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Tuesday, April 25, 2006

The Joys of Spanish Television

With the small amount of TV that I actively watch, I find myself watching more Spanish television than English. The kinds of shows I watch in particular are popular American shows that have been remade for the Spanish-speaking market. What's strange is that I don't care to watch shows like Fear Factor, American Idol, Blind Date, Jerry Springer or Cheaters, but I get a kick out of their Spanish counterparts.

After six years of Spanish in school, I still can't speak or understand the language at its super-fast pace. I can get the gist of what is being said, but if I find myself lost in a Spanish-speaking country, I'm in big trouble. Regardless of the language gap, I can follow along with the shows' seemingly no attempt to cover up the fact that they're presenting something really forced and contrived. I know so much English-speaking TV is also this way, but they try and make some of their content believable for the English audience. Not so for Spanish TV-at least judging by the shows that I watch.

Fabrica de la Risa is a goofy little soap opera spoof complete with a fake laugh track. Gana la Verde is Fear Factor with a smaller budget (but there's plenty of live bugs and raw meat to eat in the second round). Objetivo Fama follows the American Idol formula but with more duets and theatrical ensemble numbers than solo performances. Buscando Amor: Desafio is Blind Date but with money at stake with the success or failure during "rounds" on a single date. Then there are the big ones: Jose Luis: Sin Censura and Secretos: Houston. Jose Luis is just like Jerry Springer: it's a talk show where people confront other people in their lives and make fools of themselves by fighting each other. Secretos: Houston is Cheaters but often follows people living a double life of illegal activities more than people cheating on his/her's significant other.

Maybe I'm losing or gaining something in the translation here, but I don't for a second believe that these shows are trying to be authentic. Of course they're entertainment, but I feel they expose the root of "reality"-based television: there is nothing "real" going on here. What you're seeing is 98% fake but at least these Spanish shows have a wink implied.

On Jose Luis, the main attraction is the tension. The tension usually leads to fighting between one or two guests and you don't have to know a lick of Spanish to get what's going on. The funny thing about it is that the men who look macho "fight" like sissies. Forget putting up one's dukes: these guys want to roll around the floor and hold each other tightly. For the women, they are more no-holds-barred: they kick, pull hair and are rather merciless. Regardless of gender, guests are egged on by the audience constantly. The audience loves to chant lines like "Beso!" ("Kiss!"), "Mucha ropa!" (implying that a female is wearing too many clothes and needs to take some off) and "Fuera!" (essentially telling the guest to get off the stage). This only makes the show more lively even if the guests' stories and fights are fake.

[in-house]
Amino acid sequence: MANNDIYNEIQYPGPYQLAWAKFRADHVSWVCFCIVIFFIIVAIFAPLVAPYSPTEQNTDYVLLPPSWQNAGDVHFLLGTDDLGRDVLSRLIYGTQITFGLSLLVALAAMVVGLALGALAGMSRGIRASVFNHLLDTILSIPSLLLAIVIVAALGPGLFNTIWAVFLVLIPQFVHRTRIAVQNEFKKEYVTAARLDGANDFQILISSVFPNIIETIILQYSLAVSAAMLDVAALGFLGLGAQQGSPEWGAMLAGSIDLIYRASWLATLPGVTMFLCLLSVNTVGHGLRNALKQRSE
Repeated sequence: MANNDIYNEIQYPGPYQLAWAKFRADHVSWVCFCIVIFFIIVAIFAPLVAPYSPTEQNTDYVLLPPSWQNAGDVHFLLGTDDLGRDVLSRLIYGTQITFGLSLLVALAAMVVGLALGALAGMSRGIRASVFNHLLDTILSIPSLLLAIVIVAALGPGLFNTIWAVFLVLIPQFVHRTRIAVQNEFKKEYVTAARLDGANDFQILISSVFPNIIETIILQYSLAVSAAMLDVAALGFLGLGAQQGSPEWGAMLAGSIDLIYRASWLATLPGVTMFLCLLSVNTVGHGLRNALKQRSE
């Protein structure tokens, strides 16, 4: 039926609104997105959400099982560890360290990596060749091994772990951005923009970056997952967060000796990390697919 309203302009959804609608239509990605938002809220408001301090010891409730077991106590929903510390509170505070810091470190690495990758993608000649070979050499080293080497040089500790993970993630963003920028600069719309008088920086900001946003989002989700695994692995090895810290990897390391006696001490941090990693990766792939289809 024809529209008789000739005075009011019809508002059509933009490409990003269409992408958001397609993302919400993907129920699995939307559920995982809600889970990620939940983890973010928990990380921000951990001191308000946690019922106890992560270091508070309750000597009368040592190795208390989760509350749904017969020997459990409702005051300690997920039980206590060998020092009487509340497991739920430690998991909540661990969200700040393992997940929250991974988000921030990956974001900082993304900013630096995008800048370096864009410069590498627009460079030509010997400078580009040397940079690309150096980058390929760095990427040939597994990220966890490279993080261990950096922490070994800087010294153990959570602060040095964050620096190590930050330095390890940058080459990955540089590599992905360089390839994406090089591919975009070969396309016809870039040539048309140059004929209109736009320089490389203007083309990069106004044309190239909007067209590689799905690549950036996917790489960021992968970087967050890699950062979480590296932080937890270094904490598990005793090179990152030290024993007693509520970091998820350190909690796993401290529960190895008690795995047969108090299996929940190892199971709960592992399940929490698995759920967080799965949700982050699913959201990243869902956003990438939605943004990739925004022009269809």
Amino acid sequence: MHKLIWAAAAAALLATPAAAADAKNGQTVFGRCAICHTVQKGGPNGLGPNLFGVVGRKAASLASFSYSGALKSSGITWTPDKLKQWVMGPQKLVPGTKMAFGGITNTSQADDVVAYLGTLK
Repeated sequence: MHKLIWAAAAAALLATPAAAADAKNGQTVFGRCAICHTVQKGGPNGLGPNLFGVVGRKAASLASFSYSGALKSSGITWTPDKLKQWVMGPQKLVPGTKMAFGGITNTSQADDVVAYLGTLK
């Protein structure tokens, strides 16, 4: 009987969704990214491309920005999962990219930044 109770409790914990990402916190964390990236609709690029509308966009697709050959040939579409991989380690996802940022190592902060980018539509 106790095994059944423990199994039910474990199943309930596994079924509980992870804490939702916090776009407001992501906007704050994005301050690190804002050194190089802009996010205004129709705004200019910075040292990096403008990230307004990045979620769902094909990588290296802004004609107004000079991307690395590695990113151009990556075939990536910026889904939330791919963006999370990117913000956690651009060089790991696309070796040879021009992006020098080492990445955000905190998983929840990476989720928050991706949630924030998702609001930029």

Host Jose Luis himself is a really charming and funny guy. He essentially introduces the guests, lets them explain their stories and lets them do whatever they want to do with each other. There's a dozen security guards who break up the scuffles as Luis stays back and observes. Sometimes he'll don caps or sunglasses worn by a guest that fell off during a brawl and resumes his business as host. He represents the guy who just sits and watches the sparks fly and provides a nice balance to the tension.

On Buscando Amor: Desafio, they usually pair a shy and reserved female with an outgoing and pushy male. Somehow that's funny for some, but it's not for me. Yet there is something akin to watching a train wreck when zero sparks are flying: you don't want to watch, but you can't turn away. For me and my uptight nature, seeing something like a date (which can be a really fun and carefree) be turned into a contest would offend me. Yet again, it's hard to turn away.

Then there is the plethora of shows and movies in English translated into Spanish. As always, the dubbing is off and is almost always way more melodramatic then intended. Watching WWE: Smackdown with zany, high-pitched translators gives this an edge over the original English translation. But that's no match for the cheesy kung-fu movies dubbed in Spanish. Forget all the poorly-dubbed English versions of foreign kung-fu movies from the '70s, take action flicks from the '80s like American Ninja, Revenge of the Ninja or any Chuck Norris vehicle and you've got some really funny stuff.

When I'm watching these shows or movies, I'm not focusing on the dialogue. Rather, the overall presentation (complete with fake acting and cheap special effects) is one of humor for the cynical mind. While I don't think I'm a cynical person overall, there's this sense of enjoyment I get out of watching shows like this than say something like VH1's Best Week Ever or American Idol. The detachment found could be because of the language barrier, but I'm constantly reminded at how contrived this stuff is while so many others think it's legit.

1 comment:

Anonymous said...

Holy Cow! I can't believe there is someone out there just like me! I LOVE to watch Secretos Houston. My family thinks I am bizarre. We are a true blood American family born and raised here. I have 2 years of college Spanish under my belt. I understand about 5% of the words. I too would be in BIG trouble if I was lost in a Spanish speaking country...oh wait, I live in southern California..